Forced expiratory volume in 1 second (FEV 1) grades severity of COPD and predicts survival. We hypothesize that the inspiratory capacity/total lung capacity (IC/TLC) ratio, a sensitive measure of static lung hyperinflation, may have a significant association with survival in an emphysematous phenotype of COPD.
To access the association between IC/TLC and survival in an emphysematous phenotype of COPD.
We performed a retrospective analysis of a large pulmonary function (PF) database with 39,050 entries, from April 1978 to October 2009. Emphysematous COPD was defined as reduced FEV 1/forced vital capacity (FVC), increased TLC, and reduced diffusing capacity of the lungs for carbon monoxide (DLCO; beyond 95% confidence intervals [CIs]). We evaluated the association between survival in emphysematous COPD patients and the IC/TLC ratio evaluated both as dichotomous (≤25% vs >25%) and continuous predictors. Five hundred and ninety-six patients had reported death dates.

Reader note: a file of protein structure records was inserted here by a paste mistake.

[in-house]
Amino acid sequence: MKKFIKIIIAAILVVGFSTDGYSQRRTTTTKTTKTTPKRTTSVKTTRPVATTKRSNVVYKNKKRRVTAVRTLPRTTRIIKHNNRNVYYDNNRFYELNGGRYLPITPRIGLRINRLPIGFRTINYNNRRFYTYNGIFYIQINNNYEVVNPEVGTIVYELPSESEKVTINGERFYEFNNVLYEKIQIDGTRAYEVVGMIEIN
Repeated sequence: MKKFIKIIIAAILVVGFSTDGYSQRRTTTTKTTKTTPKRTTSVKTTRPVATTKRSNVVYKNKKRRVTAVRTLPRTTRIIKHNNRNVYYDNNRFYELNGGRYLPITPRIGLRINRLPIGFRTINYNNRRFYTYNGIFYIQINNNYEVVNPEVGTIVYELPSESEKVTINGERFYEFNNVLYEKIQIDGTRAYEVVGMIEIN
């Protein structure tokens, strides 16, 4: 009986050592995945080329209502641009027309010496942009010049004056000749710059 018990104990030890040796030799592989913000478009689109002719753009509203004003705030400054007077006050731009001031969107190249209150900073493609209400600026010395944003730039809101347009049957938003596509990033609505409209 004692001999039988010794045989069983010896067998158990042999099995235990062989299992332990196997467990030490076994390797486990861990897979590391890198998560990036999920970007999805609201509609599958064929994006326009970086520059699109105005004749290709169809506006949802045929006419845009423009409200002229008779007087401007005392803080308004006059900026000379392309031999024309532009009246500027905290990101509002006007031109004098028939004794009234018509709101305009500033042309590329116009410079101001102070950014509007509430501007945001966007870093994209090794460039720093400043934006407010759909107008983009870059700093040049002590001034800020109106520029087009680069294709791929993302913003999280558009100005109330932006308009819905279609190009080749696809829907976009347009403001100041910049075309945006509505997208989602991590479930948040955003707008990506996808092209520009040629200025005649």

Univariate analysis revealed that IC/TLC ≤25% was a significant predictor of death (hazard ratio [HR]: 2.39, P<0.0001). Median survivals were respectively 4.3 (95% CI: 3.8–4.9) and 11.9 years (95% CI: 10.3–13.2). Multivariable analysis revealed age (HR: 1.19, 95% CI: 1.14–1.24), female sex (HR: 0.69, 95% CI: 0.60–0.83), and IC/TLC ≤25% (HR: 1.69, 95% CI: 1.34–2.13) were related to the risk of death. Univariate analysis showed that continuous IC/TLC was associated with death, with an HR of 1.66 (95% CI: 1.52–1.81) for a 10% decrease in IC/TLC.